The Mystery of the Canadian Whisky Fungus
on 18/05/11 at 11:38 amSpirits
The air outside a distillery warehouse smells like witch hazel and spices, with notes of candied fruit and vanilla—warm and tangy- mellow. It’s the aroma of fresh cookies cooling in the kitchen while a fancy cocktail party gets out of hand in the living room.
James Scott encountered that scent for the first time a decade ago in a town called Lakeshore, Ontario. Just across the river from Detroit, Lakeshore is where barrels of Canadian Club whiskey age in blocky, windowless warehouses. Scott, who had recently completed his PhD in mycology at the University of Toronto, had launched a business called Sporometrics. Run out of his apartment, it was a sort of consulting detective agency for companies that needed help dealing with weird fungal infestations. The first call he got after putting up his website was from a director of research at Hiram Walker Distillery named David Doyle.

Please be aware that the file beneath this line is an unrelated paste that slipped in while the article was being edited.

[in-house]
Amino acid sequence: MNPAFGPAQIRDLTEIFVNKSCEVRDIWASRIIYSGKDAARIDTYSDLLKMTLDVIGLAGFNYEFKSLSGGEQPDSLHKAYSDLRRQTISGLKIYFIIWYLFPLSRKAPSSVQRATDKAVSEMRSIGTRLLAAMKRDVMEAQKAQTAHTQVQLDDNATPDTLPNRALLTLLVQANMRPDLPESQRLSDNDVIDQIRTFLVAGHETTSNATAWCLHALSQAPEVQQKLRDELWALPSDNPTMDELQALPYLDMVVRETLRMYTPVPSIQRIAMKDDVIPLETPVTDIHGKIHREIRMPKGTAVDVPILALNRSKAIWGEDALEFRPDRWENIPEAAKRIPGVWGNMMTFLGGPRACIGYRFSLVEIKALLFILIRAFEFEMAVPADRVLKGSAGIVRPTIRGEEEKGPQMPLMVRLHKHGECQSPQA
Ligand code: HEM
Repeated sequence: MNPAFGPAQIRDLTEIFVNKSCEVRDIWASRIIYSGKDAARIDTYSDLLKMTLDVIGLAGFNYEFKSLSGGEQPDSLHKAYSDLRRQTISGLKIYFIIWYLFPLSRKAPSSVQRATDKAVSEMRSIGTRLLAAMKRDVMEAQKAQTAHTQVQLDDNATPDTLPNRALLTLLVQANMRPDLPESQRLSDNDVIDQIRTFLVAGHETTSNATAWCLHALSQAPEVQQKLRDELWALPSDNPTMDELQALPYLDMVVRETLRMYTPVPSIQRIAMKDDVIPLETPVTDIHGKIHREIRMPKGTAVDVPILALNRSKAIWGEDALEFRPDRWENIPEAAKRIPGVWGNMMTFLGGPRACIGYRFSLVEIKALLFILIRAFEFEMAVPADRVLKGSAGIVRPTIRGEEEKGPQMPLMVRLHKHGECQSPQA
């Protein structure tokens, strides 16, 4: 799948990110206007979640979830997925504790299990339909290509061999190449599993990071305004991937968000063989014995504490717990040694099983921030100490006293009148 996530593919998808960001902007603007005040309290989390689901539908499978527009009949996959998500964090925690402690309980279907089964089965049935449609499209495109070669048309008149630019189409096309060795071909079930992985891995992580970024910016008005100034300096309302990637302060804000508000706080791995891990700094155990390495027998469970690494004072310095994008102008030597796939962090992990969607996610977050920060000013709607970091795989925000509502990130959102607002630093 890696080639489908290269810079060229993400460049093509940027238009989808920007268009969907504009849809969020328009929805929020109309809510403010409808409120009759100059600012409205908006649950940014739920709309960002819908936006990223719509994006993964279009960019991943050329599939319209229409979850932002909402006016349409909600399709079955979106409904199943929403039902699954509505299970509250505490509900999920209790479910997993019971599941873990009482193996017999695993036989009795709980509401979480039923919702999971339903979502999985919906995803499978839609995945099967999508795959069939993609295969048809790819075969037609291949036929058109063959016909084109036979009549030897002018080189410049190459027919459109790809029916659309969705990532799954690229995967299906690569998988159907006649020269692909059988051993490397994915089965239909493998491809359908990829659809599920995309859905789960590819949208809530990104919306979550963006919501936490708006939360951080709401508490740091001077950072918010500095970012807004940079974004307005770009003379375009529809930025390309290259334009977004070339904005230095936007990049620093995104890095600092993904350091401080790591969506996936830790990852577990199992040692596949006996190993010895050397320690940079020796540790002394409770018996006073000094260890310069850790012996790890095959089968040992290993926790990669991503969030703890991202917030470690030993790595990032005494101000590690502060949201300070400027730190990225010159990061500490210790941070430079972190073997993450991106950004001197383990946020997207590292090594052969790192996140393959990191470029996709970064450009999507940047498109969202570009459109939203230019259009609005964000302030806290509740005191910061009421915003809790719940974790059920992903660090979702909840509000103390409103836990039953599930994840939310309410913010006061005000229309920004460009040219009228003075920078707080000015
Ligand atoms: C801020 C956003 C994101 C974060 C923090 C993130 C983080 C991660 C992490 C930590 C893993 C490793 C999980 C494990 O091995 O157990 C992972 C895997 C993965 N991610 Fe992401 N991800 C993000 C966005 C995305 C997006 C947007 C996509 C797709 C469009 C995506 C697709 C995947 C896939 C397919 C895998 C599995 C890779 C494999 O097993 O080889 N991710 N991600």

Doyle had a problem. In the neighborhood surrounding his Lakeshore warehouses, homeowners were complaining about a mysterious black mold coating their houses. And the residents, following their noses, blamed the whiskey. Doyle wanted to know what the mold was and whether it was the company’s fault. Scott headed up to Lakeshore to take a look.